Nevada City to vote on Measure W: Results to potentially impact city living
Nevada City voters will be asked to weigh in with their votes on Measure W, also known as the Nevada City Historic Neighborhoods District Initiative, which will appear on the November ballot.
Senate Bill 9 plays a key role in the measure. Dean Pucci, the Nevada City attorney, in an impartial analysis states that SB 9 requires “in such single-family zones, certain proposed housing development that may allow up to four residential units must be allowed by the City without discretionary review or a hearing.”
Pucci continues: “Measure W would adopt an ordinance that amends the City’s general plan and municipal code to designate a portion of the City as a HND (Historical Neighborhood District.) The boundaries of the HND are … included in the ordinance and can generally be described as residential neighborhoods surrounding downtown.
“If the measure is adopted, approximately 869 homes will be within the boundaries of the HND.”
According to the state’s website, SB 9 is a “product of a multi-year effort to develop solutions to address California’s housing crisis.”
Those in favor of Measure W state that under Senate Bill 9, property owners in single-family neighborhoods can split parcels, including those as small as 1,200 square feet. They argue that the public would not have an opportunity to provide comment and design review is available to staff only.
“It is clear that SB 9 threatens the historic nature and small-town character of Nevada City,” states the argument filed Aug. 19. “For this reason, the Historic Neighborhoods District (HND) is proposed to take our small-town heritage and take back local land use control.”
The argument goes on to state that approval of Measure W would reinstate local control, and would return local zoning rules which have existed for more than 40 years and were recently rescinded by the state.
Proponents for Measure W state that passing the measure would allow residents to “Take back local control. Protect historic neighborhoods. Find real solutions for affordable housing.”
Signers of the argument in favor include Cathy Wilcox Barnes of the Committee for Nevada City Historic Neighborhoods, and Dan Ketcham, president of the Nevada County Historical Society.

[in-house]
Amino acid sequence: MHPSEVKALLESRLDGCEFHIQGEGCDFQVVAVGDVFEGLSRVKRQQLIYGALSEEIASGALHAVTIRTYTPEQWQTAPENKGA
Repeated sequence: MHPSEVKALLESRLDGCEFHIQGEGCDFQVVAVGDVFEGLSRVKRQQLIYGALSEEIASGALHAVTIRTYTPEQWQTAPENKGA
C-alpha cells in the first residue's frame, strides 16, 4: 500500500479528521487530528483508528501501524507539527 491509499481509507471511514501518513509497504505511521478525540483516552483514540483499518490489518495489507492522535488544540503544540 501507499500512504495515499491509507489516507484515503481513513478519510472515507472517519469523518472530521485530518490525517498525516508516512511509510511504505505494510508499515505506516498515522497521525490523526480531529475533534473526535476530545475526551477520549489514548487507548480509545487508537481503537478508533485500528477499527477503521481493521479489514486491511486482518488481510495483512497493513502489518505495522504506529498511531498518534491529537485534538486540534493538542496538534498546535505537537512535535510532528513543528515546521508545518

Where there are those in favor of Measure W, there are also those against.
A rebuttal filed also on Aug. 19 states that Measure W would “over-regulate homeowners and make us a less vibrant community.”
The group claims that the passing of W would make it difficult for homeowners to afford to care for and protect their property investment.
Those rebutting the measure wrote in their document that the measure would overregulate exterior home improvements, making home repairs more costly due to the need to apply for architectural review permits and receive permission from the city’s Planning Commission for any external improvements to structures, including the change of windows, siding, and implementation of solar power.
The group stated that Measure W is misleading, and a “no” vote would be a vote for keeping Nevada City “vibrant.” They added that the City Council could expand the HND boundaries at any time without voter approval.
“Measure W proponents say our town will be overrun with new development because of Senate Bill 9, the California HOME Act,” wrote opponents of Measure W. “Measure W supporters fail to mention that because of its owner-occupancy requirement, SB 9 benefits homeowners, and homeowners alone.”
Those who signed the rebuttal include business owner Stuey Weills and former Nevada City Mayor Duane Strawser.
To review the documents, visit nevadacityca.gov. Election Day is Nov. 8.
Jennifer Nobles is a staff writer for The Union. She can be reached at firstname.lastname@example.org
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